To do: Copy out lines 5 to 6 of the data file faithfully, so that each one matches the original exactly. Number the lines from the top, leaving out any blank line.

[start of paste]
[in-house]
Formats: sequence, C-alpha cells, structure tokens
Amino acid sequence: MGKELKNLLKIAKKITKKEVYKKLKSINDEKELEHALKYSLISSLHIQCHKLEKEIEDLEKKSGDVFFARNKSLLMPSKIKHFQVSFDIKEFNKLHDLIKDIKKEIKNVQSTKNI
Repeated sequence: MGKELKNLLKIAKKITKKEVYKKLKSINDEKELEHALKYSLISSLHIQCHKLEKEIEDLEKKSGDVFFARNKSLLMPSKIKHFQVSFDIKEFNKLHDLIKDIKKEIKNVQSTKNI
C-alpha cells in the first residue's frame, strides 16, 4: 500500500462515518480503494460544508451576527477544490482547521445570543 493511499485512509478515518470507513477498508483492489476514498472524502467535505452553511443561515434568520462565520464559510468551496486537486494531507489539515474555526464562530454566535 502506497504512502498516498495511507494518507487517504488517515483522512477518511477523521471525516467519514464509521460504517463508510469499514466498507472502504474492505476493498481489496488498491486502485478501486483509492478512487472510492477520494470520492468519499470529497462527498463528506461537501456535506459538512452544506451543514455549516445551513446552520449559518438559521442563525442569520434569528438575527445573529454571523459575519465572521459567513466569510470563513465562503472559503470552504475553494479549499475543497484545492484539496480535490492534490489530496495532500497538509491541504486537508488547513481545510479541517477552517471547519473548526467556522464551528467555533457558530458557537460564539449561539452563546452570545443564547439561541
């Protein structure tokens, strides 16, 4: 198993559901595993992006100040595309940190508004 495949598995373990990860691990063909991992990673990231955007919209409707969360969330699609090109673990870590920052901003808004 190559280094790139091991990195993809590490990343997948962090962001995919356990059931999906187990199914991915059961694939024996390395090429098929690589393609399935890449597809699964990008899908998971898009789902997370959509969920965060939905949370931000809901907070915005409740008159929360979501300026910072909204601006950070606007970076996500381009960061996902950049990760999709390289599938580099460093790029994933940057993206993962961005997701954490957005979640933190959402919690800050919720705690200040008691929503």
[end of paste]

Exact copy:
C-alpha cells in the first residue's frame, strides 16, 4: 500500500462515518480503494460544508451576527477544490482547521445570543 493511499485512509478515518470507513477498508483492489476514498472524502467535505452553511443561515434568520462565520464559510468551496486537486494531507489539515474555526464562530454566535 502506497504512502498516498495511507494518507487517504488517515483522512477518511477523521471525516467519514464509521460504517463508510469499514466498507472502504474492505476493498481489496488498491486502485478501486483509492478512487472510492477520494470520492468519499470529497462527498463528506461537501456535506459538512452544506451543514455549516445551513446552520449559518438559521442563525442569520434569528438575527445573529454571523459575519465572521459567513466569510470563513465562503472559503470552504475553494479549499475543497484545492484539496480535490492534490489530496495532500497538509491541504486537508488547513481545510479541517477552517471547519473548526467556522464551528467555533457558530458557537460564539449561539452563546452570545443564547439561541
């Protein structure tokens, strides 16, 4: 198993559901595993992006100040595309940190508004 495949598995373990990860691990063909991992990673990231955007919209409707969360969330699609090109673990870590920052901003808004 190559280094790139091991990195993809590490990343997948962090962001995919356990059931999906187990199914991915059961694939024996390395090429098929690589393609399935890449597809699964990008899908998971898009789902997370959509969920965060939905949370931000809901907070915005409740008159929360979501300026910072909204601006950070606007970076996500381009960061996902950049990760999709390289599938580099460093790029994933940057993206993962961005997701954490957005979640933190959402919690800050919720705690200040008691929503």